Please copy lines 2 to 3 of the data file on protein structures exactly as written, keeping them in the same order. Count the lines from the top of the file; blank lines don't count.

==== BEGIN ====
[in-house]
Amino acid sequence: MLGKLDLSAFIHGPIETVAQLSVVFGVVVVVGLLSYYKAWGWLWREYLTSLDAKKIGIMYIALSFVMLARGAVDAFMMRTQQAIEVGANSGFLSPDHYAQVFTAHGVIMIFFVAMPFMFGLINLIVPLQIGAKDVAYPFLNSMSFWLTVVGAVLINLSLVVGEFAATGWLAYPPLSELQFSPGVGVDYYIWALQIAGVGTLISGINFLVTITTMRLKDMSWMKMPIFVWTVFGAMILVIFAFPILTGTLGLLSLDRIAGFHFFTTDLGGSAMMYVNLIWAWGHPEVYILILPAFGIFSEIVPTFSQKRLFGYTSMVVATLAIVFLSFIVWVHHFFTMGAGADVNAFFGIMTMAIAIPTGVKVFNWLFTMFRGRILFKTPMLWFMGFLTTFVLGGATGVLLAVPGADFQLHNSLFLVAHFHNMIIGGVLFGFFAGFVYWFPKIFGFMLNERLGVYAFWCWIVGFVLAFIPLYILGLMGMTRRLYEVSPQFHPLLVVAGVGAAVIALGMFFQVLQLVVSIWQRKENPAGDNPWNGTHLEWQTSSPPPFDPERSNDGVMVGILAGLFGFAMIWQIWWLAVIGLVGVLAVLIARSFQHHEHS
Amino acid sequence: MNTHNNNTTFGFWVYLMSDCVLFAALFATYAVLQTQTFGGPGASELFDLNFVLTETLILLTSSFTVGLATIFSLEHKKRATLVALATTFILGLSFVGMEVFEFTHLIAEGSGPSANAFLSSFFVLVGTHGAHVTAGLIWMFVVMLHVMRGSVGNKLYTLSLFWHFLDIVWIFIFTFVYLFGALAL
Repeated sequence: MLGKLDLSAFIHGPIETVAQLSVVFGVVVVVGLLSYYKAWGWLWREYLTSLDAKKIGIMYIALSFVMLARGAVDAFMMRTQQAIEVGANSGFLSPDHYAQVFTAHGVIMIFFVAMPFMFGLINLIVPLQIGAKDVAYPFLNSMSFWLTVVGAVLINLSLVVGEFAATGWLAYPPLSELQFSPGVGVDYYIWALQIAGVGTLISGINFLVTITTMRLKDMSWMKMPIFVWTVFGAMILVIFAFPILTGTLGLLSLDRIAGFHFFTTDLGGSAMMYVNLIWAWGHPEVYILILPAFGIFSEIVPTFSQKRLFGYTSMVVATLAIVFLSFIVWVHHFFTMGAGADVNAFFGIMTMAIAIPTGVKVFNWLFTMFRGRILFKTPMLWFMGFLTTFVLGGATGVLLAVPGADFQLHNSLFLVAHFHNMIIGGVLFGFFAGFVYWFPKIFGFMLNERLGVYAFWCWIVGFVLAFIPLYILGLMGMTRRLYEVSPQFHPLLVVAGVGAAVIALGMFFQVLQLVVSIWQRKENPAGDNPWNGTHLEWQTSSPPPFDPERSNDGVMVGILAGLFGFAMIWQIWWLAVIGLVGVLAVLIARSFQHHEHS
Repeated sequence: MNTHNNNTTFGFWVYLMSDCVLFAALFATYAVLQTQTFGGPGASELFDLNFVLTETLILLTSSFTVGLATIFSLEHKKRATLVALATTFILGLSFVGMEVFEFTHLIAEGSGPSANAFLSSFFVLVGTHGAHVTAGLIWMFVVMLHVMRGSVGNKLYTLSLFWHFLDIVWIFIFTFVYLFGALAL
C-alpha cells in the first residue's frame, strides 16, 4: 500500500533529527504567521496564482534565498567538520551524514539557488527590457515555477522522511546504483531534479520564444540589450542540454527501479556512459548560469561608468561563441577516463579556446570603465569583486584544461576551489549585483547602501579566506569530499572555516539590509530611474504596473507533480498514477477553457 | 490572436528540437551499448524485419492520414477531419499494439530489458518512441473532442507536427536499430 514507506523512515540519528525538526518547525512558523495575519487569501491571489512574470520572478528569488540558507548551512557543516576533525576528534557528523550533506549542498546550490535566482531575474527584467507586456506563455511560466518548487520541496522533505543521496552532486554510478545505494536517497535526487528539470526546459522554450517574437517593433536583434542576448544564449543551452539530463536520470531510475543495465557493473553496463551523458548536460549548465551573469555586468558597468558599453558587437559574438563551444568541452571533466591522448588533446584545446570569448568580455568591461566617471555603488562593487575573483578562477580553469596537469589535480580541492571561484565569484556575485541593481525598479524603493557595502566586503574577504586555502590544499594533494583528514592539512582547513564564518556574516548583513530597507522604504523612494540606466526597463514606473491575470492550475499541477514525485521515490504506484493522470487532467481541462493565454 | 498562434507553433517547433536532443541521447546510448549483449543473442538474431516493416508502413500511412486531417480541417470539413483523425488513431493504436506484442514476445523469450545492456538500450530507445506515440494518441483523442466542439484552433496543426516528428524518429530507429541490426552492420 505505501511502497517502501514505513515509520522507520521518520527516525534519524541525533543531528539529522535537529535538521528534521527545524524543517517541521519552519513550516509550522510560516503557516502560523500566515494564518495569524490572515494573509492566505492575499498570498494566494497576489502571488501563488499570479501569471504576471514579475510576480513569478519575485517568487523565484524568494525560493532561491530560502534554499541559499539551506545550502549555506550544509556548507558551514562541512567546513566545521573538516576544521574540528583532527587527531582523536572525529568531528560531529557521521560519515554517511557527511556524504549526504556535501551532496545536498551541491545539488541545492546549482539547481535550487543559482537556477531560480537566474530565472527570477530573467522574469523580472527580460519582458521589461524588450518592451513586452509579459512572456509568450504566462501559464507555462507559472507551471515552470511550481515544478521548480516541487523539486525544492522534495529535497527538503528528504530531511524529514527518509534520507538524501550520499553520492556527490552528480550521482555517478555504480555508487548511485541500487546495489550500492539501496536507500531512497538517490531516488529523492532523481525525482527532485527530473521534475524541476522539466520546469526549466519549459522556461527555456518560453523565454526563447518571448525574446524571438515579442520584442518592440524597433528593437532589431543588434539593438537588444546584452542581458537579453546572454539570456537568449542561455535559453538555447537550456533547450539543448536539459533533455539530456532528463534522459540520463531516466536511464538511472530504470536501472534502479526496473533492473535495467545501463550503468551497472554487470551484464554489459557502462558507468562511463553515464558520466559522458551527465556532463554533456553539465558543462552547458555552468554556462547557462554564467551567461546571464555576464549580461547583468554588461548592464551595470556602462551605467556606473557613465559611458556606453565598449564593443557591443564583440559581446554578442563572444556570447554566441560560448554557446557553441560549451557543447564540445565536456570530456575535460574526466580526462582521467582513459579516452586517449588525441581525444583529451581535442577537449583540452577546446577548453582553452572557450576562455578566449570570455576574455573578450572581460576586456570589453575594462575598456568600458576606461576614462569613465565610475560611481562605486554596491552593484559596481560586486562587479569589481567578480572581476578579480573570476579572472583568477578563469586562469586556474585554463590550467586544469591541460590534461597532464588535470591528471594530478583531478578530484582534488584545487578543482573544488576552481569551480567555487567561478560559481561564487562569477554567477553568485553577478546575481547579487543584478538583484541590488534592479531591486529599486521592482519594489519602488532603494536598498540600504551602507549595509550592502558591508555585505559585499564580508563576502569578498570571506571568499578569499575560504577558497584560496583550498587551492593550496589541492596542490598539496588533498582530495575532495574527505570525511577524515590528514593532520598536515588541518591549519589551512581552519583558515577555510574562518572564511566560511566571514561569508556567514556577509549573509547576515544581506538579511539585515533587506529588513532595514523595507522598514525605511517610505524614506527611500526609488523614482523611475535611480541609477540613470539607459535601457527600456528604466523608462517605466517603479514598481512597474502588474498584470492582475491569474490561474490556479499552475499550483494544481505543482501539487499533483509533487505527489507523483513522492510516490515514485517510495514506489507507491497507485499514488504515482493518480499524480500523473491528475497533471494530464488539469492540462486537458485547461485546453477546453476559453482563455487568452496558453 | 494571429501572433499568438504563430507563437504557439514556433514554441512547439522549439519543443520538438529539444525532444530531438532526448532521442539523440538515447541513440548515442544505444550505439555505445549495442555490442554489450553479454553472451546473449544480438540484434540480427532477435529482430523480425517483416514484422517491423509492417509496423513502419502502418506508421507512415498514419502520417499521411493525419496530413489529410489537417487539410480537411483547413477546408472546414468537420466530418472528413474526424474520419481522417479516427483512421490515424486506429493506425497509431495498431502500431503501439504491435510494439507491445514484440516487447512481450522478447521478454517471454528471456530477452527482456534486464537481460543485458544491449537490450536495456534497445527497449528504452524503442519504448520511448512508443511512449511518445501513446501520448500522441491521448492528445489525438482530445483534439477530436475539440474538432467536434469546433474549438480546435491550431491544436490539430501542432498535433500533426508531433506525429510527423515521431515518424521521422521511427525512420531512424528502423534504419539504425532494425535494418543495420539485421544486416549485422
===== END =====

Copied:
Amino acid sequence: MLGKLDLSAFIHGPIETVAQLSVVFGVVVVVGLLSYYKAWGWLWREYLTSLDAKKIGIMYIALSFVMLARGAVDAFMMRTQQAIEVGANSGFLSPDHYAQVFTAHGVIMIFFVAMPFMFGLINLIVPLQIGAKDVAYPFLNSMSFWLTVVGAVLINLSLVVGEFAATGWLAYPPLSELQFSPGVGVDYYIWALQIAGVGTLISGINFLVTITTMRLKDMSWMKMPIFVWTVFGAMILVIFAFPILTGTLGLLSLDRIAGFHFFTTDLGGSAMMYVNLIWAWGHPEVYILILPAFGIFSEIVPTFSQKRLFGYTSMVVATLAIVFLSFIVWVHHFFTMGAGADVNAFFGIMTMAIAIPTGVKVFNWLFTMFRGRILFKTPMLWFMGFLTTFVLGGATGVLLAVPGADFQLHNSLFLVAHFHNMIIGGVLFGFFAGFVYWFPKIFGFMLNERLGVYAFWCWIVGFVLAFIPLYILGLMGMTRRLYEVSPQFHPLLVVAGVGAAVIALGMFFQVLQLVVSIWQRKENPAGDNPWNGTHLEWQTSSPPPFDPERSNDGVMVGILAGLFGFAMIWQIWWLAVIGLVGVLAVLIARSFQHHEHS
Amino acid sequence: MNTHNNNTTFGFWVYLMSDCVLFAALFATYAVLQTQTFGGPGASELFDLNFVLTETLILLTSSFTVGLATIFSLEHKKRATLVALATTFILGLSFVGMEVFEFTHLIAEGSGPSANAFLSSFFVLVGTHGAHVTAGLIWMFVVMLHVMRGSVGNKLYTLSLFWHFLDIVWIFIFTFVYLFGALAL